Retail Organic Certification

A branding resource from the USDA

usda logo

Based on the Organic Foods Production Act of 1990, the National Organic Program (NOP) was put into effect in October 2002. As rules go, the organic rule, fondly known as Title 7 Part 205, is relatively new but maturing with intention, focus, and goals.

The NOP administration gave clear warning last year when they emphasized that their focus on enforcement was meant to establish trust for the organic label and to increase consumer awareness that organics are the most strictly regulated sector of the food industry. The NOP even gave it a name, the "Era of Enforcement," and took up a catchy slogan, "Organic integrity from farm to table. Consumers trust the organic label." The Era of Enforcement is all about separating fact from fiction, with a goal to increase consumer confidence from the farm to the table—and enforcement includes retailers.

For co-ops, our relationships with our producers, our members, and our co-workers remind us constantly that organic integrity is a resounding statement about how much we care about the products we sell and that we are committed to organic agriculture and our organic producers. The USDA organic logo is shorthand for all this, and consumers are becoming more and more aware of it.

Food co-ops should be all over the partnership with our growers to maintain organic integrity from the farm right to the hands of our co-op members, but they aren't. In fact, some co-ops might actually be noncompliant without even knowing they are.

"Organic," as a regulated term, means produced under the authority of the Organic Foods Production Act. Only those who can prove they have complied with the law can use the word organic. This regulation was established so that consumers would recognize and trust the organic label. But manufacturers and producers, aware of organic growth, have designed many savvy labels to use the term "organic." Some of these labels are authentic, but some are noncompliant, some are without certification backing up the label claim, and some ae without organic ingredients. Noncertified co-ops, unaware of being required to prove compliance, use a variety of signs and labels for organic products in perishable departments, and certified co-ops may not be using the USDA logo at all. All these labels work to sell products, but they also confuse consumers. The USDA organic logo is the single icon that best represents support for organics.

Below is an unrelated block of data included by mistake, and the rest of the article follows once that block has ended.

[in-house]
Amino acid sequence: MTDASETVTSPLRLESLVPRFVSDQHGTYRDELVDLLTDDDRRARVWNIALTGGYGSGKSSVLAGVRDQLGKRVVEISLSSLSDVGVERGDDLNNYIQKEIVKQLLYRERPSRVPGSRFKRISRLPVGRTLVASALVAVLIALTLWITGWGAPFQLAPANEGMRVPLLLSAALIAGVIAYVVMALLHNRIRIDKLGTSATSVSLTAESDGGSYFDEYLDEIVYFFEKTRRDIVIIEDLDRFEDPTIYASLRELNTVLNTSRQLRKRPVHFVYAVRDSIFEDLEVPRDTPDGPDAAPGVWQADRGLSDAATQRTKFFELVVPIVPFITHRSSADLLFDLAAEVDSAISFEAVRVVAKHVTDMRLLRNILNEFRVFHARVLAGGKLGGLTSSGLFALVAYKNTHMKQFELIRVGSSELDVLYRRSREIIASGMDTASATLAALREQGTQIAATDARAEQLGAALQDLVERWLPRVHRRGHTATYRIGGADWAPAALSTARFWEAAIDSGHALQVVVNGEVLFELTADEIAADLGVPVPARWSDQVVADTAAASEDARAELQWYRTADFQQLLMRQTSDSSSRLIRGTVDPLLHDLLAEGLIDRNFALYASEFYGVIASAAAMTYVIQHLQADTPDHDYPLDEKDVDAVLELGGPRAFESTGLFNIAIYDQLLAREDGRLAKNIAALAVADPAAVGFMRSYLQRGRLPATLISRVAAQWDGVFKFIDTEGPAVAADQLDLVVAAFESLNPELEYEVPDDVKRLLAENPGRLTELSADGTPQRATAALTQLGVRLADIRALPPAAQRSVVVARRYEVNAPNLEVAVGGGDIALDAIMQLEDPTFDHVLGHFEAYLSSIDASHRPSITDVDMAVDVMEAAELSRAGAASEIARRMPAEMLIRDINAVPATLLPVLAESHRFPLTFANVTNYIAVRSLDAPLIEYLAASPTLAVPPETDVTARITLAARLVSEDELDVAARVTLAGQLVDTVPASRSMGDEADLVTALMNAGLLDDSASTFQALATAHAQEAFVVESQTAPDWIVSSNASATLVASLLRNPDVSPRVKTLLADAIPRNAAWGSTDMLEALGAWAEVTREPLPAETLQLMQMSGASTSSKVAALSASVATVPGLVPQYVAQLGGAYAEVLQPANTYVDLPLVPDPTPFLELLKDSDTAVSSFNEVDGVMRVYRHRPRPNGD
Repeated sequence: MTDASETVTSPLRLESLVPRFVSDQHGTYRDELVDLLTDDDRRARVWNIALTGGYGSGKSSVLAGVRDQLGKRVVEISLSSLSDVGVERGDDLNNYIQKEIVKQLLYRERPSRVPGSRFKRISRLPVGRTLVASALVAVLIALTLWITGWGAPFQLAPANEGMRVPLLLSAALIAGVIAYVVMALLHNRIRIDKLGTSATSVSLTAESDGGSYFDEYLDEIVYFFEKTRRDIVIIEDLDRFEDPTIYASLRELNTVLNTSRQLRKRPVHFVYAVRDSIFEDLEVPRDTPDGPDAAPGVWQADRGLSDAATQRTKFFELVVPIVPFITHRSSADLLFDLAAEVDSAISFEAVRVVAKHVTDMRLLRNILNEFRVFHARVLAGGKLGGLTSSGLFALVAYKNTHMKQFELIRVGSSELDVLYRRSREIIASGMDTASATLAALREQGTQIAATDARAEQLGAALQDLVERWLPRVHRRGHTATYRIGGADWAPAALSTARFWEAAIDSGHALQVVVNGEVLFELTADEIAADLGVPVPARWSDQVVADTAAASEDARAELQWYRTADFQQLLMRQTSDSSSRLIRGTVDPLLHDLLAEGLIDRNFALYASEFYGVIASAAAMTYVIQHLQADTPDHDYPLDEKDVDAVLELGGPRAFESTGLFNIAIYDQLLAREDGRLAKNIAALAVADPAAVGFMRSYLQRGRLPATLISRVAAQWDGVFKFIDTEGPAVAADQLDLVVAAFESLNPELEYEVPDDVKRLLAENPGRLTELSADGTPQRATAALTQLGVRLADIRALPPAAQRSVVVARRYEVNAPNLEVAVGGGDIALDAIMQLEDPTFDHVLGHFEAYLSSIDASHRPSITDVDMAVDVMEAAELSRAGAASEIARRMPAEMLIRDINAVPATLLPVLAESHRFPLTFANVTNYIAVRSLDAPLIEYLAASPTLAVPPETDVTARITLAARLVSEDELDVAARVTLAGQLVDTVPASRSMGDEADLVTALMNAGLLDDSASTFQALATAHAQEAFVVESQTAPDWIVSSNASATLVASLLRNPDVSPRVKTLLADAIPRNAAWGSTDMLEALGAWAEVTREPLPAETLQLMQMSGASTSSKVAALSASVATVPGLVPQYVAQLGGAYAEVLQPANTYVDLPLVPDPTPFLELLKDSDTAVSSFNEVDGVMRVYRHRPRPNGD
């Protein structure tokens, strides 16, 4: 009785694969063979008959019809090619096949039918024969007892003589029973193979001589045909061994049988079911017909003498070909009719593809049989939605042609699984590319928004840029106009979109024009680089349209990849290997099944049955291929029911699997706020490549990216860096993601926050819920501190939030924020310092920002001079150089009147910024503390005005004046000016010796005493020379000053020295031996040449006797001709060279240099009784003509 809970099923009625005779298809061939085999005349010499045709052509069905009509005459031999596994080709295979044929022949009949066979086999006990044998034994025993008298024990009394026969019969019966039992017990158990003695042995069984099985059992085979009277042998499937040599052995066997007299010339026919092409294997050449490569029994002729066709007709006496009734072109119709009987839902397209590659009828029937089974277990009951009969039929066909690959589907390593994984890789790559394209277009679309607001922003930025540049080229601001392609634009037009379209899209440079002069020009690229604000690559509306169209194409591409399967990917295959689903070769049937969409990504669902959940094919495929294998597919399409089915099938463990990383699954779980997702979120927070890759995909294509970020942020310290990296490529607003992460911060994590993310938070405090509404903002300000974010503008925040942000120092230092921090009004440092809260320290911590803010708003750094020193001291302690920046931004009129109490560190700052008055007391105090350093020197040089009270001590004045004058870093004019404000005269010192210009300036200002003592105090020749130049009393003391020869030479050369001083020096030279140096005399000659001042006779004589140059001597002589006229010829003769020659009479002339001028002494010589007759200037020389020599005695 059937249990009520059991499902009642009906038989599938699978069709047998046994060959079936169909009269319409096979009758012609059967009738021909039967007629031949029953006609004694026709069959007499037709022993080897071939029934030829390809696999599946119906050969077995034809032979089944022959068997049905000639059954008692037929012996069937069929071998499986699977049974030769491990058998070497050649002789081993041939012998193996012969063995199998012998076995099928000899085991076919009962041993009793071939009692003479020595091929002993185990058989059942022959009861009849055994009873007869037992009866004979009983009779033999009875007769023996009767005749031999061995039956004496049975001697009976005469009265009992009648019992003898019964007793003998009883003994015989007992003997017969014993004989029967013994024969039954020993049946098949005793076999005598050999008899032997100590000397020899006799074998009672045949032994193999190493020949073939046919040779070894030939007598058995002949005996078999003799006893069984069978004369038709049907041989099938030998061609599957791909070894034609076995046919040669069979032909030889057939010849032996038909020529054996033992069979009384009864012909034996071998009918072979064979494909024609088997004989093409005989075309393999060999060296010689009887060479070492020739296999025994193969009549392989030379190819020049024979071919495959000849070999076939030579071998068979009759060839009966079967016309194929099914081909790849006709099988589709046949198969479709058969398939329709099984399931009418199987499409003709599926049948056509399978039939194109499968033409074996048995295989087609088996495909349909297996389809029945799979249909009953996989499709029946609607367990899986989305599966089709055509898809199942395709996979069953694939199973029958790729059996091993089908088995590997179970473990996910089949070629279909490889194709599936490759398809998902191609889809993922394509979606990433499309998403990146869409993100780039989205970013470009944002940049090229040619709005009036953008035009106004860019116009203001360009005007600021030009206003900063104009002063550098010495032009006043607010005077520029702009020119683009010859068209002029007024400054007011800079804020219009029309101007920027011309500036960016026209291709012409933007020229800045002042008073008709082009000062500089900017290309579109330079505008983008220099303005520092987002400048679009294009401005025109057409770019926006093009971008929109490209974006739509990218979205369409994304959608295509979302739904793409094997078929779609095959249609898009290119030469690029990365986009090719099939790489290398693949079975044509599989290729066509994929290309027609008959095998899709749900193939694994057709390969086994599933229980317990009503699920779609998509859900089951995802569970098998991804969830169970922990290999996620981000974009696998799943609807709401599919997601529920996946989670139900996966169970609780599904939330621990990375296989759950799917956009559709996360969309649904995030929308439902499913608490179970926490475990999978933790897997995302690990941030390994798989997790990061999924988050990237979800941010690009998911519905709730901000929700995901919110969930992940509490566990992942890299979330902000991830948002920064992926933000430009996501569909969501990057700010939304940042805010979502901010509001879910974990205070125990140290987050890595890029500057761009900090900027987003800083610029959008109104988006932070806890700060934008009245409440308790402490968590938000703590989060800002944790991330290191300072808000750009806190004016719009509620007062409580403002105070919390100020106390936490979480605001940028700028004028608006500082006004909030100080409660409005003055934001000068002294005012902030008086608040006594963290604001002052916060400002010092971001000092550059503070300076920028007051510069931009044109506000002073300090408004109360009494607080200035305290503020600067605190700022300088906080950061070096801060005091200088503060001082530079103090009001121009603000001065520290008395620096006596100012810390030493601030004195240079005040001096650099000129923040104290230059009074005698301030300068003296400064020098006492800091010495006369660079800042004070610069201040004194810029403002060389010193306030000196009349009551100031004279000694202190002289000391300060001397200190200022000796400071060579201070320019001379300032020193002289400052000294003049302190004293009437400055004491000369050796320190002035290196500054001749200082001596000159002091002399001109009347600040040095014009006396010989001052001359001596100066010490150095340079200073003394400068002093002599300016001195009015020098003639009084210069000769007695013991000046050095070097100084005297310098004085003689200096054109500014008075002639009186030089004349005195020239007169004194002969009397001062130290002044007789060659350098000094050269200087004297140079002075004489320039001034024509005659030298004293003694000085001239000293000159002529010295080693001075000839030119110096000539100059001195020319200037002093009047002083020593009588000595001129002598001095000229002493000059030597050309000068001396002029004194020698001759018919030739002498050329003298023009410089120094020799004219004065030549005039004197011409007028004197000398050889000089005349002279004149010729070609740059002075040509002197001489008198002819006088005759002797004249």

It is true that getting a store certified by an accredited certification agency is a lot of work. It means strict cleaning and sanitizing regimens, logs for recording cleaning procedures between handling conventional and organic produce, logs for recording the use of organic ingredients, resets in storage and retail displays to prevent commingling and contamination, and training staff to understand and consistently implement the steps necessary to maintain a product's organic integrity.

There are exceptions. Operations whose gross income from organic sales totals $5,000 or less do not have to be certified, but still must comply with all the rules if they want to call their product "organic." For retailers, organic certification is voluntary. But if you want to call the products coming out of your deli, bakery, and in the bulk bins and produce displays "organic," you still need to adhere to the organic rules to prevent commingling and contamination, to meet product labeling requirements, and to maintain records sufficient to prove that organic integrity remained intact throughout the process, from farm to display. There is no better way to stay in compliance than by being certified and staying certified. And there is no better way for co-ops to participate in strengthening the USDA organic logo than by using it on signs, labels, and weigh scale tags.

What does this really mean for a co-op? It means that foods that are not raw and ready to eat cannot be labeled "organic" but may list organic ingredients. It means that if your deli makes a "raw and ready-to-eat food" such as a sandwich, and you can prove that you are compliant with all the organic rules, the sandwich can be labeled "organic." But, unless the deli is certified, it cannot use the "USDA Organic" logo. And that is the logo consumers recognize; it is the icon for organic growers, organic processors and handlers, and for certified-organic retailers.